Last week I was in Dallas where my friend Helanie Scott, CEO of Align4Profit, was giving a two-day corporate seminar on Leadership Intimacy. Helanie advocates and teaches a form of management, rooted in Transactional Analysis, a style that is a realistic fit for the evolving contemporary workforce and is aimed at skillfully balancing accountability and engagement in a modern corporation.
It’s hard to not insultingly oversimplify a serious, original management approach in a short post, but let me try.
Scott begins with the thesis that employees are different than they used to be and want to be treated more consultatively. She bases her definition of intimacy in the word Boma, an African term which means “a place where one can dwell in safety.” For corporate leaders, this may mean transforming from being traditional managers to being employee experts. It also means moving away from a distant management style.
Scott, who’s clients include Pepsico, Cadbury Schweppes, Capitol One, Providence Healthcare, Dr. Pepper, among others, advocates creating a sense of corporate safety and intimacy through a process of executive attention based on a questioning process that trains executives and owners in a coaching, mentoring capacity, carefully balancing accountability and empathy. Her process strikes an equilibrium between Socratic dialogue (asking) and directive communication (telling). Each manager is measured on his or her tendencies by an extensive preliminary psychological test analysis, not dissimilar to Myers-Briggs, but based on the psychoanalytic, humanist, and cognitive approach of Transactional Analysis developed by Eric Berne.
The Align4Profit process seeks to create an executive paradigm that opens up creativity and a sense of ownership throughout an organization. Essentially it ideally creates a through-branded army of mini-CEOs. That dovetails nicely with what I am always striving to do in my own company, Corporate Rain International, admittedly with mixed success.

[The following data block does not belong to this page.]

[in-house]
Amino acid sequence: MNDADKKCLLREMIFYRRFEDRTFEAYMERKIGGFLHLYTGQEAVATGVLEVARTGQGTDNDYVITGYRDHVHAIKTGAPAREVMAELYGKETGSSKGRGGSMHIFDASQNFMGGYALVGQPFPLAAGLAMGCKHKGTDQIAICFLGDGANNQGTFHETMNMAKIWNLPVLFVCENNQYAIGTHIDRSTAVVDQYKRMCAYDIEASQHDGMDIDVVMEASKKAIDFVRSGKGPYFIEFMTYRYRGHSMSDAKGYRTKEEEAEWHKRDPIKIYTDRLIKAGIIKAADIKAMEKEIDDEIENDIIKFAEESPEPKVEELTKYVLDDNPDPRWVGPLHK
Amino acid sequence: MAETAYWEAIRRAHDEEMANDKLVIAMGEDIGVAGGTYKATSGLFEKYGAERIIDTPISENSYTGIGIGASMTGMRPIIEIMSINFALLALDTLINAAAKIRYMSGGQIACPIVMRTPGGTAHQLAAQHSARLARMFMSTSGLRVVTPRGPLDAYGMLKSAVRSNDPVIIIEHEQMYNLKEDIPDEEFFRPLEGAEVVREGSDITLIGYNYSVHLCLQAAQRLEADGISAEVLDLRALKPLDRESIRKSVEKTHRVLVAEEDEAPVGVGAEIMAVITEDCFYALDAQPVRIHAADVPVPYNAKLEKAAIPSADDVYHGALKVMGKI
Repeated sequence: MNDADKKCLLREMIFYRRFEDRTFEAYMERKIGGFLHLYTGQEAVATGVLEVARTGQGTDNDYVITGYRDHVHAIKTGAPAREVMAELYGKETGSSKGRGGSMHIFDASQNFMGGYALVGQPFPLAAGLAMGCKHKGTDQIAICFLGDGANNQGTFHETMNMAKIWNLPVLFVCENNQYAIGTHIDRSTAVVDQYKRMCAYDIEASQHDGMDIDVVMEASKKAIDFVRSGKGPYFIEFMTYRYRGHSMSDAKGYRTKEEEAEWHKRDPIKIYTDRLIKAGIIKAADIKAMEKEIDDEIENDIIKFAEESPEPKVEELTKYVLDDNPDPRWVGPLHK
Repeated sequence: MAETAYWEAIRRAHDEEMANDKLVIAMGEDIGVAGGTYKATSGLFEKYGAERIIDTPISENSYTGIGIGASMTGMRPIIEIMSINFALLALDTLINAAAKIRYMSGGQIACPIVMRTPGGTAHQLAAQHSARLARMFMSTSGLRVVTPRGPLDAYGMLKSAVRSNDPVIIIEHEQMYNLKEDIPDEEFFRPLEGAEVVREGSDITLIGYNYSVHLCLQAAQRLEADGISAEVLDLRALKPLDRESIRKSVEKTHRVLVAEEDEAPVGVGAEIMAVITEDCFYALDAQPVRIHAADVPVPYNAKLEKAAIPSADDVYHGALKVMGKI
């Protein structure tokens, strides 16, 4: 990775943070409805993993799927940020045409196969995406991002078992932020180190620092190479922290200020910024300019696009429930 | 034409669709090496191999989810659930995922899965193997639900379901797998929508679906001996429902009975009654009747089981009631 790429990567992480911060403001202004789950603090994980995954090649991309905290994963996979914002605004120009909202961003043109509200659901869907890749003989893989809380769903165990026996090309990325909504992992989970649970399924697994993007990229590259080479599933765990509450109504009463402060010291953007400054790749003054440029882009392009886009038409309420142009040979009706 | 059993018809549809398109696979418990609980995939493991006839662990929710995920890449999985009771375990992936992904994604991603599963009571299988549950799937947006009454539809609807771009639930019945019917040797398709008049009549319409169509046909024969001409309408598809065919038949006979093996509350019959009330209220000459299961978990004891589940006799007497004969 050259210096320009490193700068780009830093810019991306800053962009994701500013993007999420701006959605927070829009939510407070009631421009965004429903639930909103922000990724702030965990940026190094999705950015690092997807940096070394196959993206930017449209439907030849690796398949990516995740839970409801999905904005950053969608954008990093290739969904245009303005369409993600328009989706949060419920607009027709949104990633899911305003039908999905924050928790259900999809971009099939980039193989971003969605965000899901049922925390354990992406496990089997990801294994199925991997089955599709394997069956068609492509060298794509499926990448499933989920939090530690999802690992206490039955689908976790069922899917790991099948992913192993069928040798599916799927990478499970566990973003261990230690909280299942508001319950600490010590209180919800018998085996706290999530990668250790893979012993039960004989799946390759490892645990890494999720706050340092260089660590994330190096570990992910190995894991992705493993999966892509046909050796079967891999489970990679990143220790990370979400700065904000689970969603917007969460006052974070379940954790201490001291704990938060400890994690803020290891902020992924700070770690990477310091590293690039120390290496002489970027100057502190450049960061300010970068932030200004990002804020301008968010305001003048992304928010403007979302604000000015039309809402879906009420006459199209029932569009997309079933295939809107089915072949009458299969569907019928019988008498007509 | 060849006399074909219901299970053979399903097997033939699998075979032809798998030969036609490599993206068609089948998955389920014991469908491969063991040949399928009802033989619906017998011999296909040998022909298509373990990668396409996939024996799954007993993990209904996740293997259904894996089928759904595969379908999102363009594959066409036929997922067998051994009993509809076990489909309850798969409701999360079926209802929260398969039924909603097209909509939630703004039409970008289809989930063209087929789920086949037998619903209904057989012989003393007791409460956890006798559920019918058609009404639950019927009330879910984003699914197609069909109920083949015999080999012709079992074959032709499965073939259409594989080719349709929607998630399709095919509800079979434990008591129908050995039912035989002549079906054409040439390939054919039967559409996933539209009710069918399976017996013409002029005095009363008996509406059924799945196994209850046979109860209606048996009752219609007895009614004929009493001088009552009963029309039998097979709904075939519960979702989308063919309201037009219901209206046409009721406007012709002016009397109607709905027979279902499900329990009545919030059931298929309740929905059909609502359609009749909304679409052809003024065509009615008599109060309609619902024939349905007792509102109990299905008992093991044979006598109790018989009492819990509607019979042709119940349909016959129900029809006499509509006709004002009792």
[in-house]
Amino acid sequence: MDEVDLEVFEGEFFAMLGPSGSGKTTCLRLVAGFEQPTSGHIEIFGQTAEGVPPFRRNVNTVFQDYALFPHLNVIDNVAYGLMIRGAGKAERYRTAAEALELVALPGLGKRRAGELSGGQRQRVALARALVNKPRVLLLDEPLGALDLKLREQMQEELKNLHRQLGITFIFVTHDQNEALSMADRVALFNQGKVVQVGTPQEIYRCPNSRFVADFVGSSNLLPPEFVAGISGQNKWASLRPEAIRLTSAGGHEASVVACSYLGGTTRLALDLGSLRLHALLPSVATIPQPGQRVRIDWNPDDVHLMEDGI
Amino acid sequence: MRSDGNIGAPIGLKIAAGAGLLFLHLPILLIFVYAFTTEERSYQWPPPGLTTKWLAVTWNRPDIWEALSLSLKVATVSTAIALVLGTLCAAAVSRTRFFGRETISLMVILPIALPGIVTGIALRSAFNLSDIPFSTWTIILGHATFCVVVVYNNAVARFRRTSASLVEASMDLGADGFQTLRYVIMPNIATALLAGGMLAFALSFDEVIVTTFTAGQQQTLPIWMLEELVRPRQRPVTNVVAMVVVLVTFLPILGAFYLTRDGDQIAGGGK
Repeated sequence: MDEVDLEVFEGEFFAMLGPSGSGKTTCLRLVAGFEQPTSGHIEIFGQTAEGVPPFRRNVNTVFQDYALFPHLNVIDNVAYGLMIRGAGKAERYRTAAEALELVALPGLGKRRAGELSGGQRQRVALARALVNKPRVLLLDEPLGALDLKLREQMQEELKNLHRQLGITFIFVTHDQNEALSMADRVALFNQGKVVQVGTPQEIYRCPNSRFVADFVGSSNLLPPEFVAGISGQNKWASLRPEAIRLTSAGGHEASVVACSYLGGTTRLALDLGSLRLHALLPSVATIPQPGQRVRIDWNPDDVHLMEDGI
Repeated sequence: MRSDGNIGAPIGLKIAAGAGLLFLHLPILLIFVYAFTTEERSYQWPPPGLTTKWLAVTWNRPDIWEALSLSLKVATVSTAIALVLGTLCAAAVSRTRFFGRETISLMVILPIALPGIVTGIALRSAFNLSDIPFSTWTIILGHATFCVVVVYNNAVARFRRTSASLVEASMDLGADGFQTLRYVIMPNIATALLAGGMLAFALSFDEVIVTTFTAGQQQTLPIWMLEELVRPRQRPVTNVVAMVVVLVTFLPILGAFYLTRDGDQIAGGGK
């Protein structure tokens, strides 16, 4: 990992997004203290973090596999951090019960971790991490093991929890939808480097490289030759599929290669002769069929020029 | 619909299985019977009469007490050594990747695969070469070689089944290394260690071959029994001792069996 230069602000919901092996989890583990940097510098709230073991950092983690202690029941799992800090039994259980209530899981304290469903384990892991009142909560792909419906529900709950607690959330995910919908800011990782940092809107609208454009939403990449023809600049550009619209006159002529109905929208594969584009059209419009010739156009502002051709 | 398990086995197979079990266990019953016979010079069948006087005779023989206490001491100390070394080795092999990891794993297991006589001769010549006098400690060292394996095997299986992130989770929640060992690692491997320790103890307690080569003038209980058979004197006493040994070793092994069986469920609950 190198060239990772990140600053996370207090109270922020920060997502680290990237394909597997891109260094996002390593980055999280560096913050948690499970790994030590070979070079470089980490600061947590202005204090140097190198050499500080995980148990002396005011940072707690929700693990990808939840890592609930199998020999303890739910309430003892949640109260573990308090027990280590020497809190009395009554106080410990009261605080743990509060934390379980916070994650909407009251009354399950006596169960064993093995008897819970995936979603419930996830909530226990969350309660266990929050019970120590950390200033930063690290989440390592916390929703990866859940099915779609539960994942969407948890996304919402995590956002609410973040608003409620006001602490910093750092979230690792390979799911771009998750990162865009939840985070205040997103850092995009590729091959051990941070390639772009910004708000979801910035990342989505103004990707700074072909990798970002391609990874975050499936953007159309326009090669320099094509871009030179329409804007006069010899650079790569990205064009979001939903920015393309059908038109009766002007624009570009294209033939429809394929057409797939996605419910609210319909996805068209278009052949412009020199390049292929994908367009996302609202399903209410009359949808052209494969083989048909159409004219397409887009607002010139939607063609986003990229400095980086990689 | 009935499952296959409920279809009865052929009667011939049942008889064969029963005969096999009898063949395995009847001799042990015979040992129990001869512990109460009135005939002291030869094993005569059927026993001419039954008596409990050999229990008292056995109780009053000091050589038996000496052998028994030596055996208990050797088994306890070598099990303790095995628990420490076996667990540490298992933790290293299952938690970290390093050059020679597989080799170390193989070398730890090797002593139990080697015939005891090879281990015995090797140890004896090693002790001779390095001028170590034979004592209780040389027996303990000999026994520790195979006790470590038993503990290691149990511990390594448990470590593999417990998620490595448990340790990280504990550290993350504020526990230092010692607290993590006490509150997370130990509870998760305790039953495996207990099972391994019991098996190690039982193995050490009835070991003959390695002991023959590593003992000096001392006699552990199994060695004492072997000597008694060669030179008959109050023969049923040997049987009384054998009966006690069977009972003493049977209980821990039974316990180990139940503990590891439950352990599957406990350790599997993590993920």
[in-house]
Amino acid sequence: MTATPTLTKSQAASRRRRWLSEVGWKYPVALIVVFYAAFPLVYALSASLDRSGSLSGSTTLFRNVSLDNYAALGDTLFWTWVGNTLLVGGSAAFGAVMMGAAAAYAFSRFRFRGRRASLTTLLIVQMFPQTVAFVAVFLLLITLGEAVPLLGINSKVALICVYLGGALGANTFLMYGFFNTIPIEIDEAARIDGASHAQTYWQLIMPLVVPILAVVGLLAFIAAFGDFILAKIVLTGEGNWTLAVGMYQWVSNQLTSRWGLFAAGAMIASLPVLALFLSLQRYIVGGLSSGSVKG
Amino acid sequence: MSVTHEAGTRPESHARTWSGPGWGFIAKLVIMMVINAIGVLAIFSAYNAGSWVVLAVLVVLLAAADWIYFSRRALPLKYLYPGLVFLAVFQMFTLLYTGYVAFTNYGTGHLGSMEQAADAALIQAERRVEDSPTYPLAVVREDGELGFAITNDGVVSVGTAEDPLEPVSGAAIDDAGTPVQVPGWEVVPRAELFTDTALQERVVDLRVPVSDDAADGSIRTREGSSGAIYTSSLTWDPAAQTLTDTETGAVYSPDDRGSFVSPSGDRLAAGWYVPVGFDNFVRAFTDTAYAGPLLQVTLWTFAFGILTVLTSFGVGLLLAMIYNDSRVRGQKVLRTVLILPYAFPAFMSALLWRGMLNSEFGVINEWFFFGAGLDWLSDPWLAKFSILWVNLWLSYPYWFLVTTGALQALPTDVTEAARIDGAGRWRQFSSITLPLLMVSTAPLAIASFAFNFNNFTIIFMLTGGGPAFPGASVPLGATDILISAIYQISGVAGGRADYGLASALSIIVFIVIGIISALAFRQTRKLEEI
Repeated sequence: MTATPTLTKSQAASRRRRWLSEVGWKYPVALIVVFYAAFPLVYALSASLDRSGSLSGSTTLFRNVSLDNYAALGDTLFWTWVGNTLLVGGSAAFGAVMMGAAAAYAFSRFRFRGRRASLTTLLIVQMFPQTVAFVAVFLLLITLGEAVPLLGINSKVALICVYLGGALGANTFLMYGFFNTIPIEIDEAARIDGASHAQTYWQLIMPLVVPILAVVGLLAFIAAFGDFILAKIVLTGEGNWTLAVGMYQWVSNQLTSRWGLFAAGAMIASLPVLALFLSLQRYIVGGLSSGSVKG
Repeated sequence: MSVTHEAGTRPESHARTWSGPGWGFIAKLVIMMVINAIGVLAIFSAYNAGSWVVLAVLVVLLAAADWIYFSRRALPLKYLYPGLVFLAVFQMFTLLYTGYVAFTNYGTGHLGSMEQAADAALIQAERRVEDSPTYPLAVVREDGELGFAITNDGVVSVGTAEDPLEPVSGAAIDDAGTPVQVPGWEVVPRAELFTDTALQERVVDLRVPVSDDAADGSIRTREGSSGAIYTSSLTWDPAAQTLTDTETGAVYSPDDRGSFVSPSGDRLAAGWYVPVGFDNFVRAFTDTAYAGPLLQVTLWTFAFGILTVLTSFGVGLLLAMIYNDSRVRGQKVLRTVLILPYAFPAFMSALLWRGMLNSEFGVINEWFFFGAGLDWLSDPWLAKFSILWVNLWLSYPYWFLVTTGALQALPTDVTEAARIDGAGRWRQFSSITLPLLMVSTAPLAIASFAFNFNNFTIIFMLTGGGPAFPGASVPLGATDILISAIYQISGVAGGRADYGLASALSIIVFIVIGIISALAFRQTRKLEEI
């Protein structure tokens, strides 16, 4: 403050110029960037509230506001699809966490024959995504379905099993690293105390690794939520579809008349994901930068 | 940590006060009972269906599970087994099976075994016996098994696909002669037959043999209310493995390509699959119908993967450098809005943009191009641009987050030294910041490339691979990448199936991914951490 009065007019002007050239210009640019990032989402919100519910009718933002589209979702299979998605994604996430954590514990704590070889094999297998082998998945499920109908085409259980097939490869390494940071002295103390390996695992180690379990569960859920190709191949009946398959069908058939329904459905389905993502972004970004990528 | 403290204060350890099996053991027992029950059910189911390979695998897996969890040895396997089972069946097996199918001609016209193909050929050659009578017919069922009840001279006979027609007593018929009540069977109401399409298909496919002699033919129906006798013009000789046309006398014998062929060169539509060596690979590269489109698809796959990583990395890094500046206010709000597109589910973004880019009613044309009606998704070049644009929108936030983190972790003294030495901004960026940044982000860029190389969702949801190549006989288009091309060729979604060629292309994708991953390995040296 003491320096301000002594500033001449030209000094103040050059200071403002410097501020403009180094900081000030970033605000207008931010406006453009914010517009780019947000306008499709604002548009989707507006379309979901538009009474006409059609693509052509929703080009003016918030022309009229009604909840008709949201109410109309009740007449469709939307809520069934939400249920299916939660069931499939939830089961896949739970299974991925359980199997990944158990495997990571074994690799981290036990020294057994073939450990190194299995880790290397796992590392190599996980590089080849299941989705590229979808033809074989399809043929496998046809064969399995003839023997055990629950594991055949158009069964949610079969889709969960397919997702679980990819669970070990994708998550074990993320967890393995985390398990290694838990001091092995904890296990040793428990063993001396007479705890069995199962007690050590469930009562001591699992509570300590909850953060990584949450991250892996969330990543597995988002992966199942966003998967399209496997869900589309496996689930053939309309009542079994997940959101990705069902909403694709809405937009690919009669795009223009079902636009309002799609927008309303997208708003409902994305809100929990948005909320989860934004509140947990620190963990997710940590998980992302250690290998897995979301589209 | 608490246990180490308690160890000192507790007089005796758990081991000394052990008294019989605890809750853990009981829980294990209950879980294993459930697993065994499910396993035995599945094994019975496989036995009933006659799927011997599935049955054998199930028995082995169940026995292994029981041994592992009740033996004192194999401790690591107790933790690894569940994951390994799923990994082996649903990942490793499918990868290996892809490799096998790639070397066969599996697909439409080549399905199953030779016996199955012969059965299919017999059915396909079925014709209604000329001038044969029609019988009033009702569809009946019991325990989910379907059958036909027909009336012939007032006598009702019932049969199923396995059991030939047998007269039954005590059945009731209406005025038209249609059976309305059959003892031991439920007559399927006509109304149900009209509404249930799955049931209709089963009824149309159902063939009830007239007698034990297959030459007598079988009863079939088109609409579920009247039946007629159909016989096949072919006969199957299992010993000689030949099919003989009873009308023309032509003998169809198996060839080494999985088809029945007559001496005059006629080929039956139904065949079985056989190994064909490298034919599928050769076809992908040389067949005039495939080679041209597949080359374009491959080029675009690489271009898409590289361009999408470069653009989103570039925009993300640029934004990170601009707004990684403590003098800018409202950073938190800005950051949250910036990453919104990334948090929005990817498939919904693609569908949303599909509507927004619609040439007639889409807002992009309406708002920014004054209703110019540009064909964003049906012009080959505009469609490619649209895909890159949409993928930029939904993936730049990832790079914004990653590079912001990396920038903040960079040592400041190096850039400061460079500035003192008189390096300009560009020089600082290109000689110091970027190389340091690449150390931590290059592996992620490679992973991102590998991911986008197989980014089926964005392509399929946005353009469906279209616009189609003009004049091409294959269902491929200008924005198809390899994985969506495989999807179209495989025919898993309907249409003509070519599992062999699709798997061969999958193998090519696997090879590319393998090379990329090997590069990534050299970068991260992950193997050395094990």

I think the hardest thing for any of us who attempt such a change is to summon the courage to be open, vulnerable, and honest with our associates. Yet still directive. ‘Tain’t something executives and and entrepreneurs can learn in business school.
Much of Helanie Scott’s teaching offers a practical, fairly simple and user-friendly tool for creating a greater leadership efficacy. My hardest personal obstacle for utilizing Scott’s methodology is summoning the day-to-day courage to stand apart (as The Boss) from my associates without separating myself from them.
Scott is South African and she frequently punctuates her leadership mentoring with the philosophy of Ubuntu, often cited by her countrymen Nelson Mandela and Bishop Desmond Tutu. Ubuntu is a philosophy of African tribes that can be summed up as “I am because we are.” Mandela, whose 92nd birthday was last week, has said, “Ubuntu is the profound sense that we are human only through the humanity of others; that if we are to accomplish anything in this world it will in equal measure be due to the work and achievements of others.”
She recounts the following tale illustrating Ubuntu.
“An anthropologist proposed a game to children of an African tribe. He put a basket of fruit near a tree and told the kids that the first one to reach the fruit would win them all. When he told them to run they all took each others’ hands and ran together, then sat together enjoying the fruits. When asked why they ran like that, as one could have taken all the fruit for oneself, they said, ‘Ubuntu. How can one of us be happy if all the others are sad?’”
I guess to fully apply Ubuntu one must ideally exist in a paradoxical plain between a sort of corporate communism and capitalism—a love for all God’s creation combines with a practical efficiency offered by the wealth creating process of personal enterprise.
Martin Luther King said this. (Sermon at Riverside Church in NY, 8/8/65)
“In a real sense, all life is interrelated. All people are caught in an inescapable network of mutuality. Tied in a single garment of destiny. Whatever affects you directly affects all indirectly. I can never be what I ought to be until you are what you ought to be. This is the interrelated structure of reality.”
Thank you, Brother Martin.